In my English Composition book, lightning flashes lit up the distant sky, a sharp contrast to the surrounding gloom of a dreary winter night. The light drizzle held steadily, almost urging her tears on as they streamed down her cheeks. The atmosphere on the other side of her bedroom window seemed to be the perfect metaphor for her heart. She could hardly believe how different this night was from the last…
In his English Composition book, a coterie of juveniles stood curiously close to an elegant jewellery store, prattling on under the moonlight. To a hawk-eyed, habituated detective such as Mr. Duvant, only one thing could be the subject of the unkempt group’s chatter. There was not a grain of doubt in his mind about the subsequent events. He was now primed for action.
My English teacher liked both opening paragraphs, handing each of us a “70%” grade, something which she said she reserved for the best works she ever came across. And so we were dead tied again – the best English Composition writers at my high school. All the same, all the peer plaudits went to him, because he used the ‘big’ words. That was the currency among the students – the best composition was quite simply the most flamboyant use of high-power English words. He was the winner after all.
But I was not discouraged. I was determined to try to be different. I wanted to write the best English compositions without the excessive use of ‘big’ words. I wanted the depth of my imagination, the skilful manipulation of simple language, to propel me to the top. Even so, the pressure was still there. Every single day seemed to be a battlefield to really prove my worth as a supposed ‘brilliant’ student. It didn’t matter that I had come first in class nineteen times out of twenty at that point. I had to flaunt my vocabulary around in order to be taken seriously. But I just wouldn’t. I dared not. I only dared to be different.
In the grand scheme of things – whatever that may be – writing high school English compositions differently isn’t exactly the epitome of daring to be different. Nonetheless, when I trace back this attitude of mine – to always try to take the less-travelled road – I go back as far as that English class at Milton High School. The more I consider it all, the more I realize that there isn’t a single major event in my life that says “I Dare To Be Different.” Instead, it is the little decisions and choices I have made along the way that seem to echo that mantra.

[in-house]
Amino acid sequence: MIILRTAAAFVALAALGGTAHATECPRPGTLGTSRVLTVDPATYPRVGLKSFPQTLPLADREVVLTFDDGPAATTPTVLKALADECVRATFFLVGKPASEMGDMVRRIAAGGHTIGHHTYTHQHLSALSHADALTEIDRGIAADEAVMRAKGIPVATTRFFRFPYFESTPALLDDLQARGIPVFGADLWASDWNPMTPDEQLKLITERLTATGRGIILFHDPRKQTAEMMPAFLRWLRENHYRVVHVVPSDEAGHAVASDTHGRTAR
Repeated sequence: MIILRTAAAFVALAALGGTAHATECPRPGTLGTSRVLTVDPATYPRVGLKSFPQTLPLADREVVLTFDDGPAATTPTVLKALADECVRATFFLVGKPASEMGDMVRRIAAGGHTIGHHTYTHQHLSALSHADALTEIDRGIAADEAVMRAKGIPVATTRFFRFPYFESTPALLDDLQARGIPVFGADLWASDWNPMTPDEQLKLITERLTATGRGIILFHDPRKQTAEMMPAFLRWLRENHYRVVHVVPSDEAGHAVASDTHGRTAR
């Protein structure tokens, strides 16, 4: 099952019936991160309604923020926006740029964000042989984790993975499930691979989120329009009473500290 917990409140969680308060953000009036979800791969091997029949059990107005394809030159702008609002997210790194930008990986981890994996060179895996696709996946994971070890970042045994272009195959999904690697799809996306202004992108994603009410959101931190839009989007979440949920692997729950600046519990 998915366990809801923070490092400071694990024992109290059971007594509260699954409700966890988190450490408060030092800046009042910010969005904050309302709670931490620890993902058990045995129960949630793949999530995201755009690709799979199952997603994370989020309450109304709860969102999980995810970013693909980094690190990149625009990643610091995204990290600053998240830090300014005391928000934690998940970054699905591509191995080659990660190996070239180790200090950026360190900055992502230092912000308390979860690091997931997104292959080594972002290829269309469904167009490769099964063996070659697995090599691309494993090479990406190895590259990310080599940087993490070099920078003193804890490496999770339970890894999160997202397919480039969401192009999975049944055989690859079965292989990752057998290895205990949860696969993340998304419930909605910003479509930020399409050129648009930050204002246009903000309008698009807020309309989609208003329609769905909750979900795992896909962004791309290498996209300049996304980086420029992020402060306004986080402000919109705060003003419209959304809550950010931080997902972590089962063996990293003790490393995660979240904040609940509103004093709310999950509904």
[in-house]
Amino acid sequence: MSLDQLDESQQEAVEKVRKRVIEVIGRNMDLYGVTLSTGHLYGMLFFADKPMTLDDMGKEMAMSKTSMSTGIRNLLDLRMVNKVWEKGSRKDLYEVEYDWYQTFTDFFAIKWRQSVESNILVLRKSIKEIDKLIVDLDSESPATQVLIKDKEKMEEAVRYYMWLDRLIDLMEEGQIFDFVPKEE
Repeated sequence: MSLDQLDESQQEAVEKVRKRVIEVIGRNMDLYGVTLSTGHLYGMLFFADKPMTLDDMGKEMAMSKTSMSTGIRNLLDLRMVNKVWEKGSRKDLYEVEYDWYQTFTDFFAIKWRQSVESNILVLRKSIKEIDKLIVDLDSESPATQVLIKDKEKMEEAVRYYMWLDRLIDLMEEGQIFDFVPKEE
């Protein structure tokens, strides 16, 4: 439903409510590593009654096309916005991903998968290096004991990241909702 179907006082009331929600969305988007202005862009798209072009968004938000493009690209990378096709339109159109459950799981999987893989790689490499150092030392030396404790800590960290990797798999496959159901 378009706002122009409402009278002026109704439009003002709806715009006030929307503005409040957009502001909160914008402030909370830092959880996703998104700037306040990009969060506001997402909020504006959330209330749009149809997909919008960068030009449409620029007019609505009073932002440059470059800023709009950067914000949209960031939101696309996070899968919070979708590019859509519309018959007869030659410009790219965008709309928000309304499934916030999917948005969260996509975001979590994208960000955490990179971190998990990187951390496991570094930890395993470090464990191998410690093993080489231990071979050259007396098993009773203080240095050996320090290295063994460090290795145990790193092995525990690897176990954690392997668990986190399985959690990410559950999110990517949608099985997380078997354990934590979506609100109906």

Truth be told, almost every wide-eyed child is told to chase his dream, yet the wide-eyed youth is asked, “Why can’t you be like everyone else?” It is one of the most perplexing paradoxes of life – that one is encouraged to reach for sky, but only the sky that everyone else is reaching for. The result is that everyone ends up aiming for the same sky. The same old, glorious sky.
But the urge to be different is like a burning, constant ache in the heart whose only remedy is a bold voyage into the unknown. They call it ‘daring.’ It is this sensation that keeps pushing against the heavy clouds of conformity and far beyond the glorious sky. It moves in little pushes, or in giant thrusts – in the small decision to stay indoors on a weekend night, or in the giant leap from a banker’s suit into farm overalls. Or in spending the weekend night out, and in leaving farm overalls for a banker’s suit. Daring to be different in the little things, and the great ones.
Daring to be different, in a way, is an act of defiance. And every act of defiance needs sustenance, lest it retreat into oblivion as quickly as a drop of water disappears in a fire. What sustains that burning urge to be different? Is it focus in a unique life goal? Is it an unwavering self-belief? Or a habit of being different every day? And perhaps being different everyday means being different. Perhaps it doesn’t necessarily come in the form of one giant life-changing decision. Rather, it could be in the habitual little things – like using less fancier words and a more fiery imagination on, and on, and on.
What makes you different?